Fixing Mental Healthcare in America

Fixing Mental Healthcare in America

An interview with Dr. Nicole Eberhart and Dr. Ryan McBain from the RAND Corporation. Curt and Katie kick of their special series related to the problems and potential solutions in the mental healthcare system. We interview Drs. Eberhart and McBain about the study they authored related to the structural concerns in the mental health system as it is currently built and their recommendations for solutions and best practices going forward.

It’s time to reimagine therapy and what it means to be a therapist. To support you as a whole person and a therapist, your hosts, Curt Widhalm and Katie Vernoy talk about how to approach the role of therapist in the modern age.

Interview with Dr. Nicole Eberhart, Senior Behavioral Scientist, and Dr. Ryan McBain, Policy Researcher, The RAND Corporation

Nicole Eberhart, PhD is a Senior Behavioral Scientist at the RAND Corporation and a licensed clinical psychologist whose research and evaluation focuses on mental health. She has expertise in health program evaluation, prevention and early intervention, health services and systems, and innovative care models including those that integrate primary and behavioral health care. Dr. Eberhart been evaluating mental health programs and policies in California and nationally for over a decade.

Ryan K. McBain is a policy researcher at the RAND Corporation. He focuses on the design and evaluation of health policies and programs meant to reach vulnerable populations—including those coping with mental health conditions, HIV/AIDS, homelessness, and poverty. To achieve this, McBain has utilized a wide range of methodologies, including econometric approaches for quasi-experimental analysis, cost-effectiveness analysis, and decision analytic models, as well as key informant interviews and focus group discussions. Internationally, McBain has worked with the World Bank, World Health Organization, Harvard University and Partners In Health, where he has focused on evaluating mental health, HIV, and primary care service delivery systems, primarily in sub-Saharan Africa and Haiti. McBain holds a Ph.D. and M.P.H. in global health with concentrations in health economics and health policy analysis from Harvard University, as well as a B.A. in psychology from Gordon College and Oxford University in the United Kingdom.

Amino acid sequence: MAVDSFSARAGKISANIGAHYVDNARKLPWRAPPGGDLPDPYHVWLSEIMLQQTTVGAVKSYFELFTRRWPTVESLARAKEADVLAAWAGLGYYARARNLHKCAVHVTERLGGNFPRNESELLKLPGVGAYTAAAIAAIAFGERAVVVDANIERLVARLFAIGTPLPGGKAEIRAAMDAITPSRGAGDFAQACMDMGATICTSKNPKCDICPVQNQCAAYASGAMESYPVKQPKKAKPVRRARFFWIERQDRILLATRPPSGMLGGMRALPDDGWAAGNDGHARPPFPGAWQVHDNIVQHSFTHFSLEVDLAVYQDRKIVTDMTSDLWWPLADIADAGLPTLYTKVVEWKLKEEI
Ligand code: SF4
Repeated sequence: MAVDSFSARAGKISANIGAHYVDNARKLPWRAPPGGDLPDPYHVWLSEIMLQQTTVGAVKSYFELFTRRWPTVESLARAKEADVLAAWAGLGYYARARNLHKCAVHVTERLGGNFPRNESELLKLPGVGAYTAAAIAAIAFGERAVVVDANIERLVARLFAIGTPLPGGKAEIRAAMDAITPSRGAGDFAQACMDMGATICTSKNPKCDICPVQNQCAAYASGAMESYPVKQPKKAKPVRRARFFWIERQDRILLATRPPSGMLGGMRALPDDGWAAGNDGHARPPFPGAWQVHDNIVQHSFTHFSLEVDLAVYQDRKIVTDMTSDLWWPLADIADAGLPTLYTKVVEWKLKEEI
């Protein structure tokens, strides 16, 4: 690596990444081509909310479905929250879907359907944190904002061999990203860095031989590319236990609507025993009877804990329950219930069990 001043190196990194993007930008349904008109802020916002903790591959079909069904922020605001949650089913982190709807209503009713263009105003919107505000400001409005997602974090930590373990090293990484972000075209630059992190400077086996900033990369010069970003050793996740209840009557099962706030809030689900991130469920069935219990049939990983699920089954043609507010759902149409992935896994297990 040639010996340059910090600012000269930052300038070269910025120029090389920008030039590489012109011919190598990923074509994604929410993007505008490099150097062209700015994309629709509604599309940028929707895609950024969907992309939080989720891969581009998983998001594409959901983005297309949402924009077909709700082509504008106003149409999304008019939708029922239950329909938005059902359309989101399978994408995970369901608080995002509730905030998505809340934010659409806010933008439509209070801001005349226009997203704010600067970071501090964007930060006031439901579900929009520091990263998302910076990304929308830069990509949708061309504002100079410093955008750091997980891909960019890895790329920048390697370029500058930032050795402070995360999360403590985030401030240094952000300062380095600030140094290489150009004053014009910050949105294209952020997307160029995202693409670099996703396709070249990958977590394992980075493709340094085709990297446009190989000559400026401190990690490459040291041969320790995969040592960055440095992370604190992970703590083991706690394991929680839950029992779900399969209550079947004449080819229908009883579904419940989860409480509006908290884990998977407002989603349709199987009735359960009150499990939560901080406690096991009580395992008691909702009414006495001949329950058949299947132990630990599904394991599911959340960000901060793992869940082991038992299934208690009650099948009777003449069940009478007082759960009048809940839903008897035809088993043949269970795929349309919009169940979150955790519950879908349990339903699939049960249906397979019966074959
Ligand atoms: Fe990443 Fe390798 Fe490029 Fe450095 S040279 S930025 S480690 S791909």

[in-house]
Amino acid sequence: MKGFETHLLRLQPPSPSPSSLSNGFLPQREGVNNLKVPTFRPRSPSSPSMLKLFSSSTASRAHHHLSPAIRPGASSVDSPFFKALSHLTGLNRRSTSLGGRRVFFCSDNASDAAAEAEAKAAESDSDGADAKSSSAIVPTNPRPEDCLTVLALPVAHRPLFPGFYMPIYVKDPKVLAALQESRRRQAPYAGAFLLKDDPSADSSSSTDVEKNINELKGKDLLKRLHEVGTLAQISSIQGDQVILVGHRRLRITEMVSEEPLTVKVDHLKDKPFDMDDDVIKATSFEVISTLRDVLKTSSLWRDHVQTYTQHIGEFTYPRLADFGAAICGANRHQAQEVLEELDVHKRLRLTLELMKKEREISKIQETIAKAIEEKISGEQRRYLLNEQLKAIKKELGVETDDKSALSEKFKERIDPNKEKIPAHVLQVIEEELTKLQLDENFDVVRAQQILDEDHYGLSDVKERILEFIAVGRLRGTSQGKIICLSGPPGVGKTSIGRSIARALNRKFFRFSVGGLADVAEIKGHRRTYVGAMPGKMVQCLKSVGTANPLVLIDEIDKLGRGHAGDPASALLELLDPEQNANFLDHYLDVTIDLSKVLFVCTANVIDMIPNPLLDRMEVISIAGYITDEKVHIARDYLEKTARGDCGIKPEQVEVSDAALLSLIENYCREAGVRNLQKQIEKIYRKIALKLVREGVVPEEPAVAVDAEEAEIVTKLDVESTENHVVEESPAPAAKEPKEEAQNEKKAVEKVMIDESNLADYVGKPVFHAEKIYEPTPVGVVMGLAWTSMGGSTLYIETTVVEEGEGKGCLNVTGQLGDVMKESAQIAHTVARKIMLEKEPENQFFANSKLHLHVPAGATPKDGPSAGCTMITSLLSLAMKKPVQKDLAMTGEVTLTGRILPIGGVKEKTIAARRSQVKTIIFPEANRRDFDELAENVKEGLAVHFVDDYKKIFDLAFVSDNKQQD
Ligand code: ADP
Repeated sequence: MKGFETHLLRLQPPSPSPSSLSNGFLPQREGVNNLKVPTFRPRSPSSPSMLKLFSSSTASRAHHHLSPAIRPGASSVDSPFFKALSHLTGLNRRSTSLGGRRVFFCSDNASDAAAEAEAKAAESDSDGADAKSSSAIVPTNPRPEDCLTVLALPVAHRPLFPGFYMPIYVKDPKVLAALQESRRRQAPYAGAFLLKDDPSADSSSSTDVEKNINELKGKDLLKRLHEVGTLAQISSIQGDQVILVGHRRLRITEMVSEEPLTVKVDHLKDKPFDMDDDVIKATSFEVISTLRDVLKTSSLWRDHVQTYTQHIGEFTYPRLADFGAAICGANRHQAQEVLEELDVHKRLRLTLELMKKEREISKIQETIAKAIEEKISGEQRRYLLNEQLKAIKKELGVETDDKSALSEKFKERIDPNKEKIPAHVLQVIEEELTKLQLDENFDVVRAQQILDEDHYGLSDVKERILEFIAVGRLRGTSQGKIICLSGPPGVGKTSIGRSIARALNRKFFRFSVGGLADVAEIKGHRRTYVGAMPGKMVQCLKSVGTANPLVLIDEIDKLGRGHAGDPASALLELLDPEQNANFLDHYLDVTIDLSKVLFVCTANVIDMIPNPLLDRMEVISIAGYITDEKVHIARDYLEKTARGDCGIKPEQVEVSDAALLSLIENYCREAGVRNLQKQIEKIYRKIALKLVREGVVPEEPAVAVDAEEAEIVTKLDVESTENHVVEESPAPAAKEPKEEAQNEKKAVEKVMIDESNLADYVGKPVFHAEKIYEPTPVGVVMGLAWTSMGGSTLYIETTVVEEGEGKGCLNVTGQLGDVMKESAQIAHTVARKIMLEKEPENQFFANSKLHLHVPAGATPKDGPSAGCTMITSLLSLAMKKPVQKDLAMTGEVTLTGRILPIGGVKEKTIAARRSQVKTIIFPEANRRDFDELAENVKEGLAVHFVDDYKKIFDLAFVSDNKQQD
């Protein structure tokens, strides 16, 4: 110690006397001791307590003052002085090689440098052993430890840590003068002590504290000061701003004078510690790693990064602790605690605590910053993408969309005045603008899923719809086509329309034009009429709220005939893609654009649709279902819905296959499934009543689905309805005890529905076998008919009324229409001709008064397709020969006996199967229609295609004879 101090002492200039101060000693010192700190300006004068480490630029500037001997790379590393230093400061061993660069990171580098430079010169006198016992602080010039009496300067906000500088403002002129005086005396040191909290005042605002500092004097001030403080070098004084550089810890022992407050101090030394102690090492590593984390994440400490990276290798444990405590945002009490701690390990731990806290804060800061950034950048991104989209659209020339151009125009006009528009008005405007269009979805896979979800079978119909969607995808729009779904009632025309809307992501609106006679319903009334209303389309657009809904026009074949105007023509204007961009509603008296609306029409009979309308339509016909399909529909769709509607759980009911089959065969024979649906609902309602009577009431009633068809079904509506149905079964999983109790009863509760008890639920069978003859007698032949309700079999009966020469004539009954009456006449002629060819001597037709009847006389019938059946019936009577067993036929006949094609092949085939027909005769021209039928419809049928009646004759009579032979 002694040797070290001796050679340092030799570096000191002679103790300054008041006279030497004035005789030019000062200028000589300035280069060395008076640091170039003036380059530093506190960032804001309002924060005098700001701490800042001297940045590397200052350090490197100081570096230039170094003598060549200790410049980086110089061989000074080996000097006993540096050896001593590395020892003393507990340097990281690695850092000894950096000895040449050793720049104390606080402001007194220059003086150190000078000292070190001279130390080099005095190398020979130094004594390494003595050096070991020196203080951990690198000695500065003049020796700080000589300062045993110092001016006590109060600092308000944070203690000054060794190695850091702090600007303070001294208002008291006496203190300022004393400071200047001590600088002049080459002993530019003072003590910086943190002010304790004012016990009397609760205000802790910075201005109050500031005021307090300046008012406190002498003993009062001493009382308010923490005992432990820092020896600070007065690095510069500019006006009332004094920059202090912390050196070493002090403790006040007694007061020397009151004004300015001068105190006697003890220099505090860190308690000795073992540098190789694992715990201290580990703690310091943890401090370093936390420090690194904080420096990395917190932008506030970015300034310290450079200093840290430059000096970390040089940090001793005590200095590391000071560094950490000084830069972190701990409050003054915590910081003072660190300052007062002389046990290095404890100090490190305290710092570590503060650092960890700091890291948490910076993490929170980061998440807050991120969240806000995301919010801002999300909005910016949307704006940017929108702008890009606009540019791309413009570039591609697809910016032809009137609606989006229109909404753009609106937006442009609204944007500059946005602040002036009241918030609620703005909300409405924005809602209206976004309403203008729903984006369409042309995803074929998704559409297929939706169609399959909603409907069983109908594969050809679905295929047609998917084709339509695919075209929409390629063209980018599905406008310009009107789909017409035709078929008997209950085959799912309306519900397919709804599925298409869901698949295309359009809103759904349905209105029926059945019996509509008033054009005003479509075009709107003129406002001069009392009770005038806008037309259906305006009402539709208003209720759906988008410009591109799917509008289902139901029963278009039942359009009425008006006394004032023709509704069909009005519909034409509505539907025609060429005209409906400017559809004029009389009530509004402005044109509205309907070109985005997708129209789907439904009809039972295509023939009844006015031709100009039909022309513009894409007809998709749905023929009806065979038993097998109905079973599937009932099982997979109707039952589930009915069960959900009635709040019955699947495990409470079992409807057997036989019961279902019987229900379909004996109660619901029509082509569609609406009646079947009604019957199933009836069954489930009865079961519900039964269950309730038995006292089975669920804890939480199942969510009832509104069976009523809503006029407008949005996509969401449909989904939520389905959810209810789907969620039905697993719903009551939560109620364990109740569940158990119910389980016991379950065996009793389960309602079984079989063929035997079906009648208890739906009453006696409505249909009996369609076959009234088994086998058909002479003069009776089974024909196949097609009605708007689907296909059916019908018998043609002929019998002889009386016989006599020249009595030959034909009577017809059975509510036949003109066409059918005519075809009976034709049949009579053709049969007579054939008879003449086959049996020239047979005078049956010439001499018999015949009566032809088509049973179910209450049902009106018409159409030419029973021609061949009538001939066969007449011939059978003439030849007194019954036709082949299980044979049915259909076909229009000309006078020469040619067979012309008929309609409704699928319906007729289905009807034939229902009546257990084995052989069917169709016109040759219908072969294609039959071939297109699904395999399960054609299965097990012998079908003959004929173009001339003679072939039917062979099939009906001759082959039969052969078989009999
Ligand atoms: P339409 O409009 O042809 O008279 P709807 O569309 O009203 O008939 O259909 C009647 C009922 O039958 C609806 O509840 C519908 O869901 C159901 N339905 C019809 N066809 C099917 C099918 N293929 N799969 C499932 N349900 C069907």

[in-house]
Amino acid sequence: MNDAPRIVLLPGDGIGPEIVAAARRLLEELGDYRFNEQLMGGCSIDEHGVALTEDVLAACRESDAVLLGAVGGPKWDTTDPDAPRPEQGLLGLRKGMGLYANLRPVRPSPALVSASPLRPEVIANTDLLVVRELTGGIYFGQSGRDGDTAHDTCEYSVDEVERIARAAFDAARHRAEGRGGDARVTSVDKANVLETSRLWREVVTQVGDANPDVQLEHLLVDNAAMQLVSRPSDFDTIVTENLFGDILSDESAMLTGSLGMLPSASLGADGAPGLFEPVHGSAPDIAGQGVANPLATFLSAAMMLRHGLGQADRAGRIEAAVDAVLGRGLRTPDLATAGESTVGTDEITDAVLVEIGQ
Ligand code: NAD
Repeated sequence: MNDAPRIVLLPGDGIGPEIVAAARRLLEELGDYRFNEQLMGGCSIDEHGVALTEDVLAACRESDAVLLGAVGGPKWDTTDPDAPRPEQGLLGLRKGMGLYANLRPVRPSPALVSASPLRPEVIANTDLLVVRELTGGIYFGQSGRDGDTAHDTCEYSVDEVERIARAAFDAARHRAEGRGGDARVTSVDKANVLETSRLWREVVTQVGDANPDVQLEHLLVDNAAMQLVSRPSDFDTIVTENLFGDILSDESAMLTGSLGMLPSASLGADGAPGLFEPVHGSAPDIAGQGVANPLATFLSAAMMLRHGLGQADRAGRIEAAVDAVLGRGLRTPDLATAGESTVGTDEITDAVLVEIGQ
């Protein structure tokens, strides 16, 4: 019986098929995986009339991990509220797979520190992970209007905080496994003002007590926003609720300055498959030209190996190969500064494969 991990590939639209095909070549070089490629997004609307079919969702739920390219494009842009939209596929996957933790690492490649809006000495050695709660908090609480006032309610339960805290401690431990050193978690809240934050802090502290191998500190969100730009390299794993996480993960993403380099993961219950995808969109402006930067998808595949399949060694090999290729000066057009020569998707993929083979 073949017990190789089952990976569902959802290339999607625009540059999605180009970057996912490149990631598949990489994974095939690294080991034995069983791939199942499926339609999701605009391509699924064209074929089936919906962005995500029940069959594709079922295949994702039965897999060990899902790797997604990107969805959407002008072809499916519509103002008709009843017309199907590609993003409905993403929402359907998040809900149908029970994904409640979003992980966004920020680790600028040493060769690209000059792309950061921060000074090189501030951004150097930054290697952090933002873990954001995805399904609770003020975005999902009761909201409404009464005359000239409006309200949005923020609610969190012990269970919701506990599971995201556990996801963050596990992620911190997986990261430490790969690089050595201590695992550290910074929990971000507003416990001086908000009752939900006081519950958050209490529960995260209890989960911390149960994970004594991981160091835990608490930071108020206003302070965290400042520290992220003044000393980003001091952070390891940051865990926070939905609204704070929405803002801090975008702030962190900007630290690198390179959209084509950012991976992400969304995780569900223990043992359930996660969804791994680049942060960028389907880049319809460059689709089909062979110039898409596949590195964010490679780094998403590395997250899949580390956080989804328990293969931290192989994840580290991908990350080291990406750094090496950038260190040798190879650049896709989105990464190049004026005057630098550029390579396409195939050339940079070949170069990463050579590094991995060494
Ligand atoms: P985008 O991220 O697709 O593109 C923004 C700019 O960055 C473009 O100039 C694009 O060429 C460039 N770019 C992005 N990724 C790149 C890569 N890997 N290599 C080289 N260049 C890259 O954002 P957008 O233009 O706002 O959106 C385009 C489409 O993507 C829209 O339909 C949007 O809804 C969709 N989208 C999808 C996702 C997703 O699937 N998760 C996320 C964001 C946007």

In this episode we talk about:

  • Introducing our new series on Fixing Mental Healthcare in America
  • RAND corporation report on the mental health system
  • Structural issues in the current mental health system
  • Work force issues, lack of professionals, poor distribution across communities
  • Payment issues – Mental Health providers are not paid as well as other medical providers
  • The problem of fee for service, government insurance programs, and private pay
  • Culture problem – historical lack of value of mental health, stigma and de-prioritization of mental health
  • Lack of educational programs for mental health, lack of consistent, effective crisis response
  • The idea of increasing wages for entry level positions
  • Peer Support Specialists as another way to expand mental health workforce
  • The importance of lived experience and the professionalization of the peer support specialist profession (for example certification)
  • The idea of paying for value rather than paying for services
  • Focusing on prevention rather than costly emergency services
  • The need for legislators to make changes
  • The costs of not fixing the mental healthcare system
  • An evidence-based continuum of care
  • Taking a big picture approach (looking at the cost for services and the cost for society)
  • Pushing back against the cost question – looking at how we are improving lives and the hypocrisy of asking this of mental health care and not medical care
  • Using tools LOCUS (Level of Care Utilization System) to assess needs and enforce parity